The Emerging Markets ended a 10-year bear market in Q1 ’16, as the EEM (iShares MSCI ETF) peaked in the $55 area in October, ’07, the VWO (Vanguard EM ETF) peaked near $58 in November ’07, where both bottomed in Q1 ’16 near $30 per share.
It was the China yuan devaluation in the summer of 2015, and then the bottoming of crude oil near $29 per share in early ’16 that drove the last downward spiral in the Emerging Market asset class.
Since that bottom in Q1 ’16, the EEM is up about 47% while the VWO is up 43% (using Morningstar performance data).
2017 was a monster year for both ETF’s as both outperformed large-cap Tech and Growth generating mid-30% total returns for 2017.
In 2018 YTD as of late May ’18, both the EEM and the VWO are flat in terms of returns.
So what now ?
The Emerging Market economies – and I have tough time believing that China is an “emerging market” when it is currently the world’s 2nd largest economy – comprise roughly 15% of global GDP.
Does that mean EM’s should constitute 15% of a well-diversified equity allocation within a client’s account ?
Client’s current EM weighting is roughly 3% to 7% of accounts, depending on the client and that will likely be increased over time.
After the 1980’s and 1990’s bull market ended in the early 2000’s, investors saw a mad rush into everything that didn’t work in the 1990’s like Emerging Markets, like commodities, like gold, like deep value (many of which were commodity names), and Emerging Markets performed very well for the period from 2001 through late 2007, certainly far better than the Tech-heavy SP 500.
Essentially “growth” became value and value, growth, once the 1990’s bull market ended, and much of this was due to the emergence of China.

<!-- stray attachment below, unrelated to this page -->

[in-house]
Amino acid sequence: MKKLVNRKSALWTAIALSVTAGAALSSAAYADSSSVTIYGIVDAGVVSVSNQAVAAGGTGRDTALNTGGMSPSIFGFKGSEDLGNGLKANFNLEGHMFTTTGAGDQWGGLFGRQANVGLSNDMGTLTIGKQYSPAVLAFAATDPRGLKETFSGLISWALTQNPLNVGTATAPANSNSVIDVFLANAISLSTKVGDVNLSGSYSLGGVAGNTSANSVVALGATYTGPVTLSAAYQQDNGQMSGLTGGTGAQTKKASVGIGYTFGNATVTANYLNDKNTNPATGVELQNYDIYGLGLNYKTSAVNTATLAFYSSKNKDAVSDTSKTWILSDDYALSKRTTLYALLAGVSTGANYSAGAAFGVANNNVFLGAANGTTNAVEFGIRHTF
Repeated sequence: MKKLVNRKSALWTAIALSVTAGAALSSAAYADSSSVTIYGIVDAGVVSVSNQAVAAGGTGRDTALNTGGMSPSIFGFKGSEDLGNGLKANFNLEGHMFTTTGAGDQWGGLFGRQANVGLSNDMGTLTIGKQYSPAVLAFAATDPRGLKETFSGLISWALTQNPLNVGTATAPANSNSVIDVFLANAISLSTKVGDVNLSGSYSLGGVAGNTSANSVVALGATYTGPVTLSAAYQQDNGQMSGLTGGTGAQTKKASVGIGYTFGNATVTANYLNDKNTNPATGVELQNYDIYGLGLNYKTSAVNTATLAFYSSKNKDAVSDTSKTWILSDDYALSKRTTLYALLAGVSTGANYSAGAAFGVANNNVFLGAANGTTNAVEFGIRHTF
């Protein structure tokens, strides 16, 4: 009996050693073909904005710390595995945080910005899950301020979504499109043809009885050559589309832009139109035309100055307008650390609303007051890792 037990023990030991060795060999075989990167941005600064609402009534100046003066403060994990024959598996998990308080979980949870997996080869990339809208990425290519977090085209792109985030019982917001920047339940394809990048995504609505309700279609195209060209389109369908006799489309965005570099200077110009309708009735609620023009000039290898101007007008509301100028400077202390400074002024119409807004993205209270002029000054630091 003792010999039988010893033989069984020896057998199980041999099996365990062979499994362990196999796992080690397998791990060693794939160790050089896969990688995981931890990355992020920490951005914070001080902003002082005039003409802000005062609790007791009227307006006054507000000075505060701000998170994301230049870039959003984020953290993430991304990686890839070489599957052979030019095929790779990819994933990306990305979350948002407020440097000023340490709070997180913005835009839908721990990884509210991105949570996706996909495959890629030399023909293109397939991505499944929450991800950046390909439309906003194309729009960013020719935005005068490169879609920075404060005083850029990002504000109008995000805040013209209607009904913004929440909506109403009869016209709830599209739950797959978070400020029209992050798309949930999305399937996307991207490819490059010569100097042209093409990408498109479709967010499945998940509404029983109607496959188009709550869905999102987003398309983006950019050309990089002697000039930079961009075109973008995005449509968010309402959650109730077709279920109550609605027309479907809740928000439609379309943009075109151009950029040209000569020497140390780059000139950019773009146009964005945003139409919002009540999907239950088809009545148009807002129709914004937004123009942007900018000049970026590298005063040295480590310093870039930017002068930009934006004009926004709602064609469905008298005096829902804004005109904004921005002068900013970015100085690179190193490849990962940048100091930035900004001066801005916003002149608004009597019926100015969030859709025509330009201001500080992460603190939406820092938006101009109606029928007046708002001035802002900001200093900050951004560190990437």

And then EM’s didn’t (work well) from late 2007 through the first quarter, 2016.
EM’s were never owned for clients until Q1 ’16 to avoid making the same mistake with the EM’s and the commodity names as were done with Tech and Financials in the late 1990’s.
Conclusion: the two charts above are the Brazil ETF (EWZ) and the EEM. Brazil was owned off the Q1 ’16 low since it was the poster child for anything that was crushed at that time including energy exposure (Petrobras was one of the top holdings of the ETF, as well as some banks), weak currency, commodity-based economy, not to mention a government that seems constantly under indictment, from Rousseff, to Lula to Temer. The ETF has pulled back to long-term support at the 200-week moving average. If readers are disposed to some risk with Emerging Markets, Brazil is in a lower-risk buy area per the first chart from Gary Morrow. (The EWZ hasn’t yet been bought for any accounts but it could be by the end of June.)
The EEM and VWO are pretty similar EM ETF’s and I am hoping both pull back to the low $40’s to add to accounts.
The strong dollar is a reason given for the weakness in 2018, but the EM ETF’s actually seem somewhat-correlated to the SP 500 since the lows in Q1 ’16.
The while point of this blog post was to show that – relative to the secular bull market in US equities which started either March of 2009, with the lows near 670, or the new SP 500 all-time-high in April – May, 2013 – the “Emerging Market” bull market is just 2 years old. Granted there is more risk within these economies, but the fact is the major 10-year lows just occurred in the first quarter, 2016.
Thanks for reading.
SP 500 earnings data will be updated Saturday, June 2nd, 2018.